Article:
In a early morning posting today on the official YouTube blog, Chad Hurley, CEO and co-founder of Google informed his readers that YouTube is now serving "well over a billion views a day on YouTube."

The announcement came on the third anniversary of YouTube's decision to sell itself to Google for USD $1.65 billion.

In his posting, Mr. Hurley says that three years after the acquisition, the YouTube platform and business continues to grow and evolve but the company remains committed to the same principles that ruled the site early on. The biggest difference in the site since its founding is the increase in video quality and the addition of longer full-length content.

YouTube was created by three former PayPal employees - Steve Chen, Chad Hurley and Jawed Karim in February 2005.

According to a story that has often been repeated in the media, Chad Hurley and Steve Chen developed the idea for YouTube during the early months of 2005, after they had experienced difficulty sharing videos that had been shot at a dinner party at Chen's apartment in San Francisco. Jawed Karim did not attend the party and denied that it had occurred, and Chad Hurley told Time Magazine that the idea that YouTube was founded after a dinner party "was probably very strengthened by marketing ideas around creating a story that was very digestible."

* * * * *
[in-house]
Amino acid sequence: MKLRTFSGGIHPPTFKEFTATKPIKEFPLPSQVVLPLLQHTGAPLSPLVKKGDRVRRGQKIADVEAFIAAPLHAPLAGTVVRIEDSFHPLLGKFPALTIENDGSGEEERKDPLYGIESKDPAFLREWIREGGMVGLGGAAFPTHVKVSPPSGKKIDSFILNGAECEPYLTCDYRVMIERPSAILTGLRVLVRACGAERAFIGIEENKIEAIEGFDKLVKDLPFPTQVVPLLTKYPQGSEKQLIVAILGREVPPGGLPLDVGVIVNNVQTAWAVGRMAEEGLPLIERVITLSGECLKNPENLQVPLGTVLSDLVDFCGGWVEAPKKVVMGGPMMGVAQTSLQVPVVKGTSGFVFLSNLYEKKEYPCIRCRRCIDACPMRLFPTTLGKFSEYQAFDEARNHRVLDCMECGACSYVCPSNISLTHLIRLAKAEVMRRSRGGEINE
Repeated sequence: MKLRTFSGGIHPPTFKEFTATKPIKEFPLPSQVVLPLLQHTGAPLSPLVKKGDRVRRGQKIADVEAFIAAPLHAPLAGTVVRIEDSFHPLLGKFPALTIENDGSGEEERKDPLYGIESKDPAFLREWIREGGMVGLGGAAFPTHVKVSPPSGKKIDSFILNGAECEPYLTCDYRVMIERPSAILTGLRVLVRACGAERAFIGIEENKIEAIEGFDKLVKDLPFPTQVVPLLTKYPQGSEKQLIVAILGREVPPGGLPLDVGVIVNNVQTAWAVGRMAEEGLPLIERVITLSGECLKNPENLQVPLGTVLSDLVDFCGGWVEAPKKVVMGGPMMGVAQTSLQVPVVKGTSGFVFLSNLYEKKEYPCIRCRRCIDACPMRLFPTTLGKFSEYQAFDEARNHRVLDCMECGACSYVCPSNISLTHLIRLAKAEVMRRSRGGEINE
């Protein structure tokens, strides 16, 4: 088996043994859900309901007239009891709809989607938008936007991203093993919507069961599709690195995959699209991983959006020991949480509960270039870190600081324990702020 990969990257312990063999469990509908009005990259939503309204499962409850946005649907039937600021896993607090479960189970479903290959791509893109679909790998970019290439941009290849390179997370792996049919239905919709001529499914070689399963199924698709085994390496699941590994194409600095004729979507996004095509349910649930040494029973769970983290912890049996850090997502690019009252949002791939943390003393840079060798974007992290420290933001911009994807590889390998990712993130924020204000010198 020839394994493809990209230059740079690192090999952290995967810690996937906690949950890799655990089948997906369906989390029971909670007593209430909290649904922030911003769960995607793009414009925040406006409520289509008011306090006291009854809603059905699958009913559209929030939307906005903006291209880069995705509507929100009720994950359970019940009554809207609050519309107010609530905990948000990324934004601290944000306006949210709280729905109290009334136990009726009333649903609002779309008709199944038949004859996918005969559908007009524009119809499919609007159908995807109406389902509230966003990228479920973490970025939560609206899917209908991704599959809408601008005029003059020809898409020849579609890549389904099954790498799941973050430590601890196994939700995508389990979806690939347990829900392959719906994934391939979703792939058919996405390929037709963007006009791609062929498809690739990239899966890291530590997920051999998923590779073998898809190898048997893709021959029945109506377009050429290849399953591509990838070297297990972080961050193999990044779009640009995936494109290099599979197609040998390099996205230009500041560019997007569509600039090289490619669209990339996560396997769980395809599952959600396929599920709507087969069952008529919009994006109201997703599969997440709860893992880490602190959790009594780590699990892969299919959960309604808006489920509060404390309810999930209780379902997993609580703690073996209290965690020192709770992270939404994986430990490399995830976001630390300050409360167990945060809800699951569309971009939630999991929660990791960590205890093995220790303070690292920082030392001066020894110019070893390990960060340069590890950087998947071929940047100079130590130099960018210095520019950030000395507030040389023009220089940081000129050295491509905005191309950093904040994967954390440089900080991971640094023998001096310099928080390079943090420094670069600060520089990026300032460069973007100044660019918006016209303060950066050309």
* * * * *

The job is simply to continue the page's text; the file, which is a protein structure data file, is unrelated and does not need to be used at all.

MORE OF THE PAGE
YouTube began as a venture-funded technology startup, primarily from a US$11.5 million investment by Sequoia Capital between November 2005 and April 2006. YouTube's early headquarters were situated above a pizzeria and Japanese restaurant in San Mateo, California. The domain name was activated on February 15, 2005, and the website was developed over the subsequent months.

The first YouTube video was entitled Me at the zoo, and shows founder Jawed Karim at San Diego Zoo. The video was uploaded on April 23, 2005, and can still be viewed on the site.

YouTube offered the public a beta test of the site in May 2005, six months before the official launch in November 2005. The site grew rapidly, and in July 2006 the company announced that more than 65,000 new videos were being uploaded every day, and that the site was receiving 100 million video views per day.

In March 2008, YouTube's bandwidth costs were estimated by industry insiders at approximately US$1 million a day.